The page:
A mother who wanted to move her kids 90 minutes from their father, who shared joint custody, couldn’t do so without the court reviewing the children’s best interests, a South Carolina appeals court recently ruled.
The couple divorced in June 2014 and had joint legal custody and joint week-to-week physical custody of their two children. Neither parent paid child support, although the mother, who apparently earned more money, provided medical insurance and childcare costs. The order also barred either parent from having their children overnight in the presence of members of the opposite sex.
A year after the divorce the mother moved to Columbia, S.C., with the children and got a temporary court order granting her physical custody, finding that the move was for legitimate purposes and that she would be able to make more money in a new job there.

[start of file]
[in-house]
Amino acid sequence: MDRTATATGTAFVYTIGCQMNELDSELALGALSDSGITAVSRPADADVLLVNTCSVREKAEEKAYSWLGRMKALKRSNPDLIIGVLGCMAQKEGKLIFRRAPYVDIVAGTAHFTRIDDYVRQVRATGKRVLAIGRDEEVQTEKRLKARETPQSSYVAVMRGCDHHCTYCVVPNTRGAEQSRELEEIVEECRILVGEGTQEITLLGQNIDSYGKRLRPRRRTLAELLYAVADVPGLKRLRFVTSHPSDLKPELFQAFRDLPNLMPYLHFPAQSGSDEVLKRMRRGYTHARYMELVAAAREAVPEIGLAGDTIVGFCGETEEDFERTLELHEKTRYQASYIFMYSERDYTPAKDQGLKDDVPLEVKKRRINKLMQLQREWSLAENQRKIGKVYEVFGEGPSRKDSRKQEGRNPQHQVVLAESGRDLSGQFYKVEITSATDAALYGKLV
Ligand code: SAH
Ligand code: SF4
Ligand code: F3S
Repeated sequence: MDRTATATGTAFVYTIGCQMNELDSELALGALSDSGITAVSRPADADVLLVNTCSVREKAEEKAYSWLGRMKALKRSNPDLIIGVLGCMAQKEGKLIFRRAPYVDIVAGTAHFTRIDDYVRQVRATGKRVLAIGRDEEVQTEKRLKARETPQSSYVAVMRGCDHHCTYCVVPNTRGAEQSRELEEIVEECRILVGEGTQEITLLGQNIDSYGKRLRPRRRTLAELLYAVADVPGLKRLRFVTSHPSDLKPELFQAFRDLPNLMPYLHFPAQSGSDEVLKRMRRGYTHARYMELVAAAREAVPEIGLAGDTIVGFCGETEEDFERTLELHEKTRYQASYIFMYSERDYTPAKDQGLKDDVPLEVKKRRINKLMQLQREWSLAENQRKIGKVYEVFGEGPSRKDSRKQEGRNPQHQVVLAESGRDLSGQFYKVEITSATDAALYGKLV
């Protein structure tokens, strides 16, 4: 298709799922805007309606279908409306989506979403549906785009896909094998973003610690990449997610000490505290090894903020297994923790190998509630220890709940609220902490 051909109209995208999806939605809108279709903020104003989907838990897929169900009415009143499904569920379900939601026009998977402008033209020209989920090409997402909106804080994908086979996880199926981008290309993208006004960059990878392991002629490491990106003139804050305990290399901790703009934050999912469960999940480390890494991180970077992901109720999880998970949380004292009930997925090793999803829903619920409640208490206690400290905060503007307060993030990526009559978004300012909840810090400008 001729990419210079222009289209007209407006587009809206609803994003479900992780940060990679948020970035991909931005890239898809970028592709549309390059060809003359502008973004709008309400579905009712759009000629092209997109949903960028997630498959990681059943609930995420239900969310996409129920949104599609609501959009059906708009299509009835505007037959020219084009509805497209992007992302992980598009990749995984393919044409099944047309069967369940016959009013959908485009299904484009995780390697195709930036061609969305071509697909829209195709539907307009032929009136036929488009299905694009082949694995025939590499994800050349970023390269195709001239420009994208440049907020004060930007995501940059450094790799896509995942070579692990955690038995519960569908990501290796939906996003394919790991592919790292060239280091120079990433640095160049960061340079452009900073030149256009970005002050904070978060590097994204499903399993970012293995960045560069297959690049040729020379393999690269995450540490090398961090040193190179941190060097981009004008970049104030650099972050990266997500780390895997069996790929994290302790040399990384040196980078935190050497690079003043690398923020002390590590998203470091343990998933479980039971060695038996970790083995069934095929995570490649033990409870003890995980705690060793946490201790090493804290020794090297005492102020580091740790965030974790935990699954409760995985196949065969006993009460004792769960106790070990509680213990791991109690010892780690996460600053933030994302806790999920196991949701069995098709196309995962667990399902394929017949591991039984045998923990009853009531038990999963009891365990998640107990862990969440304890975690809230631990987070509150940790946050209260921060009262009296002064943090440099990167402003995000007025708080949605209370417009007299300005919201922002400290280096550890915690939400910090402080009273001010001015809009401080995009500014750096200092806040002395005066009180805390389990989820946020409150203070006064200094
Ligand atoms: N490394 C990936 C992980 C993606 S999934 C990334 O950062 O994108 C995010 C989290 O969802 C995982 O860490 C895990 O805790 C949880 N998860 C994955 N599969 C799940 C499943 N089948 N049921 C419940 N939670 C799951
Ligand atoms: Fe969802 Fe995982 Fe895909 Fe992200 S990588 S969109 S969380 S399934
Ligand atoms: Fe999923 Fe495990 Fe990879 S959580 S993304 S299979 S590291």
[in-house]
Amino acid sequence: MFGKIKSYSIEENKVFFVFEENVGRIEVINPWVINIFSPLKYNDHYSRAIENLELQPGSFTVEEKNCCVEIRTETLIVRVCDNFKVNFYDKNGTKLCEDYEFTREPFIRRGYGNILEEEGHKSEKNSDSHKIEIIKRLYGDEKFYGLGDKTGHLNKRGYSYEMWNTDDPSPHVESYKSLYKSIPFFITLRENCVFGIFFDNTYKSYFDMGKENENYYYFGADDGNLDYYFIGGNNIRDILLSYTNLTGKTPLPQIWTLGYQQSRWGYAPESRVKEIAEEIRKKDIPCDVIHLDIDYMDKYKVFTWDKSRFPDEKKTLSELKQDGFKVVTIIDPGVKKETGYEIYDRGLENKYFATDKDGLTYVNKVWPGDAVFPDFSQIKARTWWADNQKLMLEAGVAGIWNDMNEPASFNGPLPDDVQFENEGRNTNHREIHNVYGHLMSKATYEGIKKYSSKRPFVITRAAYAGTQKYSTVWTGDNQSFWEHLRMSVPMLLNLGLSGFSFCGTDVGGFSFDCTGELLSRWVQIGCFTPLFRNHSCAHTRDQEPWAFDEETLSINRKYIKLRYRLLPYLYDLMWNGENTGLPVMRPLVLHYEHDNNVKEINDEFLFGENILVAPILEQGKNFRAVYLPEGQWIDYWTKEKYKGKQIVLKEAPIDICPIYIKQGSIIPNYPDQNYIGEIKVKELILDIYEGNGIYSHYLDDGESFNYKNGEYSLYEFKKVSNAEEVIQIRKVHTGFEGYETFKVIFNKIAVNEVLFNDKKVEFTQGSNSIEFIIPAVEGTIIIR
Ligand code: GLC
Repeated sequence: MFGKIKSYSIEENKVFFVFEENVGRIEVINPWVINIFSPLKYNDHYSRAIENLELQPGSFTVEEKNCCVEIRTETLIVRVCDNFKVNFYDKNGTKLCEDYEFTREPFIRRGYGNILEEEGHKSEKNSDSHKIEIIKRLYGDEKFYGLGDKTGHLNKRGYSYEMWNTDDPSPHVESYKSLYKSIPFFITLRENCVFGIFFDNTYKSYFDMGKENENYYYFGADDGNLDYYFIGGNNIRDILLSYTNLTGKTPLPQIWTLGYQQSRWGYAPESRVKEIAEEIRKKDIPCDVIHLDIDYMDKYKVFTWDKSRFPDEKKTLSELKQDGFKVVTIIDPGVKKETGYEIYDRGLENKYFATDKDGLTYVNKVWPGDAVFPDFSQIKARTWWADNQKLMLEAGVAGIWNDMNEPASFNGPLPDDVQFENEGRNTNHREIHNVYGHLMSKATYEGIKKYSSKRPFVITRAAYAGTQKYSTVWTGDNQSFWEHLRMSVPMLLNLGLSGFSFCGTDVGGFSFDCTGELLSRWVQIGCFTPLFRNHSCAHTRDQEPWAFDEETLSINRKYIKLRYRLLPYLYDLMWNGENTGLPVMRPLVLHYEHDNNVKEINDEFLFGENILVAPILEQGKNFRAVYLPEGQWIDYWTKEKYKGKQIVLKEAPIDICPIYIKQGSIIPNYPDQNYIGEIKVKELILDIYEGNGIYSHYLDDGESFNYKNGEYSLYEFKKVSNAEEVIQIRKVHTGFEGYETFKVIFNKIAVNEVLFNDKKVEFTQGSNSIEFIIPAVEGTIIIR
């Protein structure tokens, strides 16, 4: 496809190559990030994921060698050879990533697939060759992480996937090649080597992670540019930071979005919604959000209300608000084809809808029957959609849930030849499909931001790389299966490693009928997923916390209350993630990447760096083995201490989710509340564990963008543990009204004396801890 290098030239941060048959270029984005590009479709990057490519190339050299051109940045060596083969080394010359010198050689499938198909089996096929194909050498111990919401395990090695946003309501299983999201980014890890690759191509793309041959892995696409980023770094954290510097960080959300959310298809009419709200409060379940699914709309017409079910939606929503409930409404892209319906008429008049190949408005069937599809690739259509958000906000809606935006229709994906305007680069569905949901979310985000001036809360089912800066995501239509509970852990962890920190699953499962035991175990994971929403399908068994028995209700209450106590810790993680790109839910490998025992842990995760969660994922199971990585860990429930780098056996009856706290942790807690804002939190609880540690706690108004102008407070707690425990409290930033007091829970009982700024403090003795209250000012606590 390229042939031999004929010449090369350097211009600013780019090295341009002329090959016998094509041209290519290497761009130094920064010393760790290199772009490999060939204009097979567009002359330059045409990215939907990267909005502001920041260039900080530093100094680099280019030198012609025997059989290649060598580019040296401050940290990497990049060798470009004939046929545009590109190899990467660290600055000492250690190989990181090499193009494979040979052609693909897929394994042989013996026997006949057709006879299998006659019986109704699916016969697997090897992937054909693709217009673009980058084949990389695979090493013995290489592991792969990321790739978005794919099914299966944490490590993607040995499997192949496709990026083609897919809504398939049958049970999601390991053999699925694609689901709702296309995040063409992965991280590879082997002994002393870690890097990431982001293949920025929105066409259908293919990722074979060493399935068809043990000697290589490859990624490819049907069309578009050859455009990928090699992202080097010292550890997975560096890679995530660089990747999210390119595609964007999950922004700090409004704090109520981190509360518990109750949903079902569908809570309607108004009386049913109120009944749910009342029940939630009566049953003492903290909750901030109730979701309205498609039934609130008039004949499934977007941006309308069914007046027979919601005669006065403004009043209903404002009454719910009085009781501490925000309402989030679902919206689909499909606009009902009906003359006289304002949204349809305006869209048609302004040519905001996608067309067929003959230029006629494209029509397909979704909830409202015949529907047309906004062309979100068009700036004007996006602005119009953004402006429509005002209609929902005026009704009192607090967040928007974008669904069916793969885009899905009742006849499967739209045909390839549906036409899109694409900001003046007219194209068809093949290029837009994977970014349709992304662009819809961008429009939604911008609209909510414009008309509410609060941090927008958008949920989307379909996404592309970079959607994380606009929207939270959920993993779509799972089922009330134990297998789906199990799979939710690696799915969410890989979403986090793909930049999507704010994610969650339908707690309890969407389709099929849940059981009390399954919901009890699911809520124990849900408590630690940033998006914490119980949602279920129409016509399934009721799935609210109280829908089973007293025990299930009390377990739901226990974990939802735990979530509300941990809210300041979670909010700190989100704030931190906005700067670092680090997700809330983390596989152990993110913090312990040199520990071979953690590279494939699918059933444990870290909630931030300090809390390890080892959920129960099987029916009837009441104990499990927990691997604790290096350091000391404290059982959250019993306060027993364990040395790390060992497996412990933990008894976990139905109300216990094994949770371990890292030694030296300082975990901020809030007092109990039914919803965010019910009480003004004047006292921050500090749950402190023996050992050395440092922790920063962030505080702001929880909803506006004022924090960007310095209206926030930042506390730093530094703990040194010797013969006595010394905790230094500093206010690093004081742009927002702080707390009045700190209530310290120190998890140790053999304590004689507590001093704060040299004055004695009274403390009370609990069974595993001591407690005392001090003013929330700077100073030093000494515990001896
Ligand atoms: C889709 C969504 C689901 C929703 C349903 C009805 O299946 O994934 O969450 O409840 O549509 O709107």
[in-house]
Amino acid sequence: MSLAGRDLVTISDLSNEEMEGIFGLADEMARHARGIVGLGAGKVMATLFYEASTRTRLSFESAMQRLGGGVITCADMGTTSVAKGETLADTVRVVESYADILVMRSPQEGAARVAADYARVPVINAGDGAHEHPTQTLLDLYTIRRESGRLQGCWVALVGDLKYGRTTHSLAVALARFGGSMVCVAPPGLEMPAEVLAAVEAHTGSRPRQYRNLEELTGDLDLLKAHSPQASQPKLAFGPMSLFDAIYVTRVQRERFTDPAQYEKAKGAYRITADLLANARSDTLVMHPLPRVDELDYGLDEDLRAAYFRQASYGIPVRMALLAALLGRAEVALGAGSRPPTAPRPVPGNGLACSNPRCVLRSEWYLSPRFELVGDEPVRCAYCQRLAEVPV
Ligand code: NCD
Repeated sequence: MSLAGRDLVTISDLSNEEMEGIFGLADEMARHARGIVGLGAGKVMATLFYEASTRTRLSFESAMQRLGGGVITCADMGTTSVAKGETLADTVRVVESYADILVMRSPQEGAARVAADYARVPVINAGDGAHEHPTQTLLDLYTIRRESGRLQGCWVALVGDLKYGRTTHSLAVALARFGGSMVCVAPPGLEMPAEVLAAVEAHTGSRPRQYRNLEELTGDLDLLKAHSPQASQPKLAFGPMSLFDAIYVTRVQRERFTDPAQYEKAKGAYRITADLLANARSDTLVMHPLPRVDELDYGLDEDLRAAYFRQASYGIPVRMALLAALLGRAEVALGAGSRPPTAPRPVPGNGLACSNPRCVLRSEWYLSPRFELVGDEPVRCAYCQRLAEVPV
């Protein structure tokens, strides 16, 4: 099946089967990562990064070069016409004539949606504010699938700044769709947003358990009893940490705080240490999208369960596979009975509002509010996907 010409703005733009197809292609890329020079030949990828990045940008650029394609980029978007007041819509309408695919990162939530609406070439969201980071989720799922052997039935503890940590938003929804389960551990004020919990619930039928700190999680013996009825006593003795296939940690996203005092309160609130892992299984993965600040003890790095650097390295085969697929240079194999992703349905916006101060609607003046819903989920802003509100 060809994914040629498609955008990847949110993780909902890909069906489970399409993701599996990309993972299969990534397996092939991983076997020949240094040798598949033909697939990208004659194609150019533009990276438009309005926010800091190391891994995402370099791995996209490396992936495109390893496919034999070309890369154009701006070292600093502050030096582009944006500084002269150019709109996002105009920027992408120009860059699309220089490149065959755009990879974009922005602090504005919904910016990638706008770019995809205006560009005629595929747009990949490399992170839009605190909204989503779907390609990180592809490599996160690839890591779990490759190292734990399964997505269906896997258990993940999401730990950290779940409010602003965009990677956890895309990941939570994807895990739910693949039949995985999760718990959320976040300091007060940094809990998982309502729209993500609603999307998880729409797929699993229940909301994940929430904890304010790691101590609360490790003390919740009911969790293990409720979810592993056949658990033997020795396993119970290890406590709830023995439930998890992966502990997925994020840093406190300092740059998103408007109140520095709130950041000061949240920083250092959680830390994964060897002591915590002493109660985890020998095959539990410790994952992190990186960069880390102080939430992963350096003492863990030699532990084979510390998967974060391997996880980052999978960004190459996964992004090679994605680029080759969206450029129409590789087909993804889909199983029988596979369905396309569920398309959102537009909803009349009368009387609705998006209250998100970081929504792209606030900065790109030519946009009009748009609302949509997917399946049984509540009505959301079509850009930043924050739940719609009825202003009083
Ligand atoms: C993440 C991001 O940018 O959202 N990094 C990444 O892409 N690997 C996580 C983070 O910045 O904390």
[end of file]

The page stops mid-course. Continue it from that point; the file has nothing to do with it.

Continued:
But the Court of Appeals reversed, finding that the move constituted a “substantial change in circumstances” that required the court to first determine if the move was in the children’s best interests.
As the court pointed out, both parents had loving relationships with the children and while the move was supposed to financially benefit the children, this ultimately didn’t occur when the mother didn’t return to her new job after a medical leave.
Additionally, a court-appointed representative noted out that the mother had overnight visits with her boyfriend in the kids’ presence, counter to the initial order, which called into question whether the move was actually in their best interests. Further, relocation made compliance with the original order impossible, the court said.
The law may differ from state to state. If relocation is an issue between you and your ex-spouse, talk to an attorney near you.